… Big Data … Oftentimes it’s not about the amount of data you have but how much you vetted that data. If a data set is virginal, as they call it, no one’s looked at it before really. You’re gonna have a lot of problems and one problem with a really large data set is that if you’re running some algorithms, some quick and dirty way to find the most influential data points, a lot of times those are bugs and outliers, right? And the reason why you have that anomaly is because someone coded it in wrong. Or you made some mistake in the analysis.

… I think people love new technology but they overestimate how much of the kind of human factor gets in the way. I’m not trying to be cute about that, I just mean that people need to learn how to use these tools, what they can do, what they can’t do, you know, no amount of data is a substitute for scientific inference and hypothesis testing, and kind of structured analysis of a system. I think one of the false promises that was made early on is that, well if you have a billion data points or a trillion data points, you’re going to find lots and lots of correlations through brute force. And you will, but the problem is that a high percentage of those, maybe the vast majority, are false correlations, are false positives. Where there could be significance, but you have so many lottery tickets when you can run an analysis on a trillion data points, that you’re going to have some one in million coincidences just by chance alone. If you bet all your money on them, you might wind up looking very foolish in the end.


Diamonds Are a Marriage Counselor’s Best Friend


This podcast is quite interesting. Here is a list of interesting items I found. If you are interested, you should check it out, too.

  • Do you know that diamond is actually a commodity which is over-valued? Just like regular commodity, its value drops, when supply is high. This is why diamond resale value is low. You are not getting the money you spent, if you try to sell yours later.
  • “Chekhov’s Gun” principal by Anton Chekhov: “You mustn’t put a loaded rifle on stage if no one intends to fire it. You shouldn’t make promises.” The use of Chekhov’s Gun implies a certain number of things — for example that there’s something inherently dangerous. Someone will get hurt.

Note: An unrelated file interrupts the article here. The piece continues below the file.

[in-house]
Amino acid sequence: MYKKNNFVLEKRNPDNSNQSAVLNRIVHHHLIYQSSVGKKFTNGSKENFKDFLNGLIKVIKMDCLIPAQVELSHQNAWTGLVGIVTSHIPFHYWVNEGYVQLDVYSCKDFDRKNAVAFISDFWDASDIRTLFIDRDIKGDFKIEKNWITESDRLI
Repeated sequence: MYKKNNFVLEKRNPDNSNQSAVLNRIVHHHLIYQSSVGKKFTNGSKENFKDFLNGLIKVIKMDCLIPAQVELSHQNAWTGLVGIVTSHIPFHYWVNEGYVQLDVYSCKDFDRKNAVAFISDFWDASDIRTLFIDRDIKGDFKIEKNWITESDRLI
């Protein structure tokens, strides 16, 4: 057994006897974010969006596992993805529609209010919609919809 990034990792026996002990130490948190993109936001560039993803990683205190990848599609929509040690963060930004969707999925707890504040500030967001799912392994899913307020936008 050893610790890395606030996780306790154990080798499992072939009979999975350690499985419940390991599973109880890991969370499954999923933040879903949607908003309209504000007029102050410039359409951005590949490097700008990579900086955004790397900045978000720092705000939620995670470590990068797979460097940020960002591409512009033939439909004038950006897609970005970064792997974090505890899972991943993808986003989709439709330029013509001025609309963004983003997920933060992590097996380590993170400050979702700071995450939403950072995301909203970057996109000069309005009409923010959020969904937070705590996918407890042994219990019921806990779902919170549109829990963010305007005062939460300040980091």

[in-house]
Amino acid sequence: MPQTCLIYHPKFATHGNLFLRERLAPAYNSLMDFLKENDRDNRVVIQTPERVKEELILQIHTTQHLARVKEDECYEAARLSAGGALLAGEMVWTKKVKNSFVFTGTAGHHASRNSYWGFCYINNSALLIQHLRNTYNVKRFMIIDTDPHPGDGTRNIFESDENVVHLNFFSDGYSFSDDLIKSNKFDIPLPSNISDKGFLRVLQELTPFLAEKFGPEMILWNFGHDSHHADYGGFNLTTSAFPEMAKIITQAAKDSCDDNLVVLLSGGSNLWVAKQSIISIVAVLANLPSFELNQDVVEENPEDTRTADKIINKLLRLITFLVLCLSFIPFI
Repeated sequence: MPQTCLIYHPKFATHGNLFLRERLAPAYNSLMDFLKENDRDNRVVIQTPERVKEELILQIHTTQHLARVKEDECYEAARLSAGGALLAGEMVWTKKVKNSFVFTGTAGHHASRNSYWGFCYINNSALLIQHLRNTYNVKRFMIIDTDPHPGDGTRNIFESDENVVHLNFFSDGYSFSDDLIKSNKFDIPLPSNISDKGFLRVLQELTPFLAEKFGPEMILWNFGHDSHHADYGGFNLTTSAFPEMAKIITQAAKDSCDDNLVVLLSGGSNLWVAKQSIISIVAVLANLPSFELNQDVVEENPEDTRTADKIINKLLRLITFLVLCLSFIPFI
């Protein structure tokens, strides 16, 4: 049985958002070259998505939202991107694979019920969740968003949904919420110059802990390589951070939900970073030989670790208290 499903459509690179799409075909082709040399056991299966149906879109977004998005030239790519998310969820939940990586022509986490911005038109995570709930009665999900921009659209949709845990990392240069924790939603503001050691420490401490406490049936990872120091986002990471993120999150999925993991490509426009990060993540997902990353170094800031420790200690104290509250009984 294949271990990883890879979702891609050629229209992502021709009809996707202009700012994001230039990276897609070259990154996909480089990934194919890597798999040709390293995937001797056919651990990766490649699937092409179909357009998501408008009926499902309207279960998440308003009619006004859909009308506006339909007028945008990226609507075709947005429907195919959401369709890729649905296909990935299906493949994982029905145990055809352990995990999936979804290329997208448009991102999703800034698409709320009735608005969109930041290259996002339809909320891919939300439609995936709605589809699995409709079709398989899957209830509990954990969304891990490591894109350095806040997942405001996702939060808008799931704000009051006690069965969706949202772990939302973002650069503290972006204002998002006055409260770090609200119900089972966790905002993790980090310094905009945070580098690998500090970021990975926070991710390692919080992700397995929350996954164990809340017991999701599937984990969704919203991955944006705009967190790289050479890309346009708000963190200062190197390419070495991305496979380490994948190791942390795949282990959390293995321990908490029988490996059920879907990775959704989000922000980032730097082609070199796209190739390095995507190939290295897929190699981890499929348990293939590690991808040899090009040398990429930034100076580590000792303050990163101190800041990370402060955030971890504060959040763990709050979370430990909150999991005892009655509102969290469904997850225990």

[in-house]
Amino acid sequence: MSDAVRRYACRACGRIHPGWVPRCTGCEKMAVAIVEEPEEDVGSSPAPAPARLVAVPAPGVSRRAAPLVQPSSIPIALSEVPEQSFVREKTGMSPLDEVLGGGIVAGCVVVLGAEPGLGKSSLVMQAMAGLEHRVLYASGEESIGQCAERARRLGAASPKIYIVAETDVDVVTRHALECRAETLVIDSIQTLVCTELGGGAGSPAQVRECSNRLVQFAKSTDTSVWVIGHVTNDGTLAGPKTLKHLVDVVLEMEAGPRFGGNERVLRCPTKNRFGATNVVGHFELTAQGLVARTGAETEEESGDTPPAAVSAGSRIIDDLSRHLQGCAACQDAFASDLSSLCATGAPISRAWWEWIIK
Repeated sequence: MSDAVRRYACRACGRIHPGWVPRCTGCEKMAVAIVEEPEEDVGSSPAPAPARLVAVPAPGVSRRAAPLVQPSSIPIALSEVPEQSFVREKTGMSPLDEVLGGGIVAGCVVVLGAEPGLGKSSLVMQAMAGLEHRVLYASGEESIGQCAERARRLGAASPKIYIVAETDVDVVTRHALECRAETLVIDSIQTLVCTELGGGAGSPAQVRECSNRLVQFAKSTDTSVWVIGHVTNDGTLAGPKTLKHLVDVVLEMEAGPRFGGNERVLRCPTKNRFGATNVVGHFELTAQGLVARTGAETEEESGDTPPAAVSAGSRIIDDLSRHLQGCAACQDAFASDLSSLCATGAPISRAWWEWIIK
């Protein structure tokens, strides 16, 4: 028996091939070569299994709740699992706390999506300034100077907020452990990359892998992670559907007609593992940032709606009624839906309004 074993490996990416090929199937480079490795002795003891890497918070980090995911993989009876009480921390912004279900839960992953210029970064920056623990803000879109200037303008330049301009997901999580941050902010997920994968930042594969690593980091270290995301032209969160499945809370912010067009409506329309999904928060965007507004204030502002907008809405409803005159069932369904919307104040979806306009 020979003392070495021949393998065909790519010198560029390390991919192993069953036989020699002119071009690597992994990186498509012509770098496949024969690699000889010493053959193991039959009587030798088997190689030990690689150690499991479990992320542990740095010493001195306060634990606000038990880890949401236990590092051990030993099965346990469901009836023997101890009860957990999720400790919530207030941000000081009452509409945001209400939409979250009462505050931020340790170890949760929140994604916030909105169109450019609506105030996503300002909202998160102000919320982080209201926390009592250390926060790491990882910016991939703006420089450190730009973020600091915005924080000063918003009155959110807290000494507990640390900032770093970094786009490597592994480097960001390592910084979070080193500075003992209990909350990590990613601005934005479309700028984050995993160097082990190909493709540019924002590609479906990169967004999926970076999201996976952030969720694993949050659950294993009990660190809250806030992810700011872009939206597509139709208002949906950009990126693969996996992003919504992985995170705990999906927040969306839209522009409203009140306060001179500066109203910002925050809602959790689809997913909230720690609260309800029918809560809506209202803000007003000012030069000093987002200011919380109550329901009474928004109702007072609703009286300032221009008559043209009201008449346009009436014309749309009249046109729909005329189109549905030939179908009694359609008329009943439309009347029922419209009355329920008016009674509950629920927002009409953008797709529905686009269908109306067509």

In particular, …

A special example of the Chekhov’s Gun is called The “Lottery Ticket.” Basically, a married couple believe they may have won the lottery. They go off in their fantasies about how they might spend the money and the husband’s imaginings are quite different from the wife’s. And by the end they’re miserable.

And he looked at his wife, not with a smile now, no, but with hatred. She glanced at him too, also with hatred and anger. She had her own daydreams, her own plans, her own reflections; she understood perfectly well what her husband’s dreams were. And she knew who would be the first to try to grab her winnings.

Chekhov always has his microscope on intimate relationships. And the sort of more superficial moral might be that you bring some kind of windfall into an intimate relationship like a marriage and you’re worse off in the end from it.

… We now have something to do with this … and we don’t know what to do with it that will make us both feel okay with it because now we both have such negative feelings about it that whoever wins is not really winning. You know, we’re both kind of losing, if that makes sense. …

… Keeping the … is just being a prisoner of the illusion. … to sell the …, and you might find someone else who’s a prisoner of the illusion …

Reference: Diamonds Are a Marriage Counselor’s Best Friend

Great Github list of public data sets


Another great listing of open data resource.

Reference: Great Github list of public data sets